ISLAMABAD: Islamabad High Court (IHC) Chief Justice Athar Minallah said that in hindsight, amendments introduced by Pakistan Tehreek-e-Insaf (PTI) to a law guaranteeing voting rights to Pakistani nationals living abroad did not comply with a Supreme Court decision.
He was hearing a petition challenging the Elections (Amendment) Bill, 2022 adopted on May 26 and reversed the law which enabled electronic vote counting and allowed Pakistani nationals living abroad to vote online.
The laws were introduced in November last year with the aim of ensuring transparent elections. Pakistan has a history of parties alleging vote rigging after every election. But the then furious opposition, now in government, claimed they had been pushed to rig the next election.
“I believe this is the darkest day in our parliamentary history. We condemn it,” said then opposition leader in the National Assembly, Shehbaz Sharif, now prime minister.
Justice Minallah, while observing that the amendments were not intended to deprive overseas Pakistanis of their right to vote, asked the lawyers to present more arguments regarding the maintainability of the petition.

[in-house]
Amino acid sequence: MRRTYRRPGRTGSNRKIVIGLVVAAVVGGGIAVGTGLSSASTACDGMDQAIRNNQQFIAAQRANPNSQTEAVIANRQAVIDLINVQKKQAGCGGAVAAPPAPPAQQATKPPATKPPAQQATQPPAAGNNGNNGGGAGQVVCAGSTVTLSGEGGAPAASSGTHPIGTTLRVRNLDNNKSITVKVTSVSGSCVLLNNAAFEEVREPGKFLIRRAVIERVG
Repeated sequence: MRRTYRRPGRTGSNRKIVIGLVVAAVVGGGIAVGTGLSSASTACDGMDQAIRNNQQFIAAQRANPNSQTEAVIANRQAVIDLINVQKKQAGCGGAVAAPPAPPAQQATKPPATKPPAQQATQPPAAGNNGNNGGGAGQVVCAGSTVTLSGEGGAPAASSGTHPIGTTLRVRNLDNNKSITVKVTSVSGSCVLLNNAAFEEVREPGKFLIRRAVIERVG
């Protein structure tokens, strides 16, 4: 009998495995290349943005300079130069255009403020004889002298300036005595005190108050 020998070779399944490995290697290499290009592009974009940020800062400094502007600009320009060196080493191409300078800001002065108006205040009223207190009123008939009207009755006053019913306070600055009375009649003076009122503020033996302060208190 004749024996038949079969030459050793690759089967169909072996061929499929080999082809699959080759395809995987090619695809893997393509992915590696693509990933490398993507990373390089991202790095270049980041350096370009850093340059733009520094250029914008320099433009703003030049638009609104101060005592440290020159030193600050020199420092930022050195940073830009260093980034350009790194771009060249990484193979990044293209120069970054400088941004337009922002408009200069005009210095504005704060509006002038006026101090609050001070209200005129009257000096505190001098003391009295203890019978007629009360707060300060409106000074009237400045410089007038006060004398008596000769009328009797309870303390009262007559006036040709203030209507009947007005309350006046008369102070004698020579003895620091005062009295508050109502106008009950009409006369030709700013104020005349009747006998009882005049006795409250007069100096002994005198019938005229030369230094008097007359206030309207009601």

The judge adjourned the case until June 3.
During the hearing, Judge Minallah noted that both new and earlier changes to the law were of the same nature. The only difference is that more explanation was given in the new amendments, the judge said, adding that the two amendments did not seek to eliminate the voting rights of the Pakistani diaspora.
Lawyer Arif Chaudhry told the court it had been going on for 30 years and no one could deny overseas Pakistanis the right to vote.
The judge asked the lawyer to at least inform the court in which constituencies Overseas Pakistanis would vote.
The lawyer said that all the institutions came to the Supreme Court and assured it of their willingness to work there. After their (institutions) assurance, the supreme court ordered them to act accordingly.
The lawyer said that the amendments that were incorporated under the previous government, they completely fulfilled the order of the SC.
The court asked how many Pakistanis resided abroad. The lawyer replied that 0.9 million Pakistanis live abroad.
The court further asked about the method of voting in America. The petitioner who lives in America and resides in Mansehra said he did not know yet.
The Chief Justice, however, observed that apparently it appeared that the changes made to the law by the previous government were not in conjunction with the SC decision. But the new amendments do not appear to abolish the right to vote of overseas Pakistanis, the judge noted.